We should always try to remember that Ben Affleck is very, very successful. He is an enormously rich movie star, in a relationship with one of the world’s most beautiful and accomplished women, and has won two Academy Awards. In fact, he is the youngest person ever to win an Oscar for Best Original Screenplay (for co-writing Good Will Hunting with Matt Damon) and allegedly is so good at blackjack that casinos won’t let him play. So when his new movie with Ana De Armas, Deep Water, gets utterly trashed on Rotten Tomatoes, should we feel sorry for him? Or do we just all simultaneously think of this image of Ben Affleck when he gets word of the critical reviews rolling in?
Deep Water is a domestic thriller starring Ben Affleck and Ana De Armas. On paper, that seems like it should be a sure thing. Coming off the one-two hits of Rian Johnson’s critically adored whodunnit Knives Out and the final Daniel Craig 007 film No Time to Die, De Armas is currently riding high and about to star as the most iconic of film actresses, Marilyn Monroe, in Blonde. So far, so good. Ben Affleck just received applause for his role as a sensitive paternal drinkslinger in George Clooney’s The Tender Bar, and appears to be about to finally throw off the superhero chains that have bound him for so long. And besides, one of Affleck’s most critically acclaimed roles is as the loutish maybe-murderer husband in Gone Girl, so who can blame him for going back to that well. Deep Water was based on a 1957 novel by Patricia Highsmith, who also wrote the oft-adapted The Talented Mr. Ripley and the source material for the Alfred Hitchcock thriller Strangers on a Train. So why all the dismal 36% on Rotten Tomatoes?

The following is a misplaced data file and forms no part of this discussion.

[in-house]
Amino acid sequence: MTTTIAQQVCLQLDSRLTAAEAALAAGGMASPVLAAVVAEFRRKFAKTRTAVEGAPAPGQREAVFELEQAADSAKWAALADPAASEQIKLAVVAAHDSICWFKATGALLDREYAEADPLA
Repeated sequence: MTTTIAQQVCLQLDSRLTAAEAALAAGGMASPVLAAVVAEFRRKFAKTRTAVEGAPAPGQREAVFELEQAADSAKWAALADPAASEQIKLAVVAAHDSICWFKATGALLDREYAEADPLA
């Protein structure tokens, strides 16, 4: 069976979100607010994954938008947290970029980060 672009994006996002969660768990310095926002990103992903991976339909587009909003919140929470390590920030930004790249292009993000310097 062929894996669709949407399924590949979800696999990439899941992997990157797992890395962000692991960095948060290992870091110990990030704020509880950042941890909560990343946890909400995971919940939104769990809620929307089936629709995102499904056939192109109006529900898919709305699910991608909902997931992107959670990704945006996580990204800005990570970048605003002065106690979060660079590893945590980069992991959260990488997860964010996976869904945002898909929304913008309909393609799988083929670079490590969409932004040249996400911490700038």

We are speculating here, but a lot of it might simply have to do with the genre. Deep Water is part of the resurgence of a once-popular, but never critically respected film known as the “erotic thriller.” In the 1990s, these movies were incredibly successful at the box office (and uh, at the video store rental market); films like Fatal Attraction, Indecent Proposal, and 9 ½ Weeks were all huge hits. Incidentally, all three of those movies with made by the director of Deep Water, the Academy Award-nominated Adrian Lyme. But as the decade wound down, the public desire for intense psychological thrillers mixed with titillation and highly eroticized action apparently did so too. Apparently, not even the draw of Ben Affleck and Ana De Armas making sultry eyes at each other can completely overcome that.
It is notable that the reviews of Deep Water are not criticizing the acting talents of Ben Affleck and Ana De Armas so much as the lurid storytelling and controversial ending of the movie, which can’t really be blamed on anyone but Patricia Highsmith (and maybe Adrian Lyme). But again, don’t feel too sorry for Ben Affleck. He is sure to have a few Oscars and blockbusters (and Bat costumes) left in him.